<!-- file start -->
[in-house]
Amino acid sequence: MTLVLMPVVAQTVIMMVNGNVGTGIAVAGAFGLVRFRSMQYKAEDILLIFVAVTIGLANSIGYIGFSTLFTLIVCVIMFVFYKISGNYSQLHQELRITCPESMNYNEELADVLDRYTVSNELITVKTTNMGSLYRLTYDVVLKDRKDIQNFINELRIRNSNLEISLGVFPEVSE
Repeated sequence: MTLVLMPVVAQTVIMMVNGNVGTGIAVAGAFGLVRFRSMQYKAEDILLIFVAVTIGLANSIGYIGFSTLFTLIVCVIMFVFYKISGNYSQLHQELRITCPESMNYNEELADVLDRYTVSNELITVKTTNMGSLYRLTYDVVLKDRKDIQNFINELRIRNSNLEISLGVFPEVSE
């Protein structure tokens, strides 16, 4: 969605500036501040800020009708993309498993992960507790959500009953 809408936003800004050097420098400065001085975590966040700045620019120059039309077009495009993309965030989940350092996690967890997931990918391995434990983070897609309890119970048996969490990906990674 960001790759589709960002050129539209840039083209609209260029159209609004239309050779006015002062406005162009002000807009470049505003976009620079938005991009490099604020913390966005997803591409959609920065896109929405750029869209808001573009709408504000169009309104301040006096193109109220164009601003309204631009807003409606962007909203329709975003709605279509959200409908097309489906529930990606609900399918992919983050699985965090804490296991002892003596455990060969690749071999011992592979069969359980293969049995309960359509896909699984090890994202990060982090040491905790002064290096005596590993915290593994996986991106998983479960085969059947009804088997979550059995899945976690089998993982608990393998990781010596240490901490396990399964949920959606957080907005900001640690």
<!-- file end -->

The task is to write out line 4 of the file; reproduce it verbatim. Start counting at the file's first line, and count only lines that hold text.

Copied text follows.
């Protein structure tokens, strides 16, 4: 969605500036501040800020009708993309498993992960507790959500009953 809408936003800004050097420098400065001085975590966040700045620019120059039309077009495009993309965030989940350092996690967890997931990918391995434990983070897609309890119970048996969490990906990674 960001790759589709960002050129539209840039083209609209260029159209609004239309050779006015002062406005162009002000807009470049505003976009620079938005991009490099604020913390966005997803591409959609920065896109929405750029869209808001573009709408504000169009309104301040006096193109109220164009601003309204631009807003409606962007909203329709975003709605279509959200409908097309489906529930990606609900399918992919983050699985965090804490296991002892003596455990060969690749071999011992592979069969359980293969049995309960359509896909699984090890994202990060982090040491905790002064290096005596590993915290593994996986991106998983479960085969059947009804088997979550059995899945976690089998993982608990393998990781010596240490901490396990399964949920959606957080907005900001640690």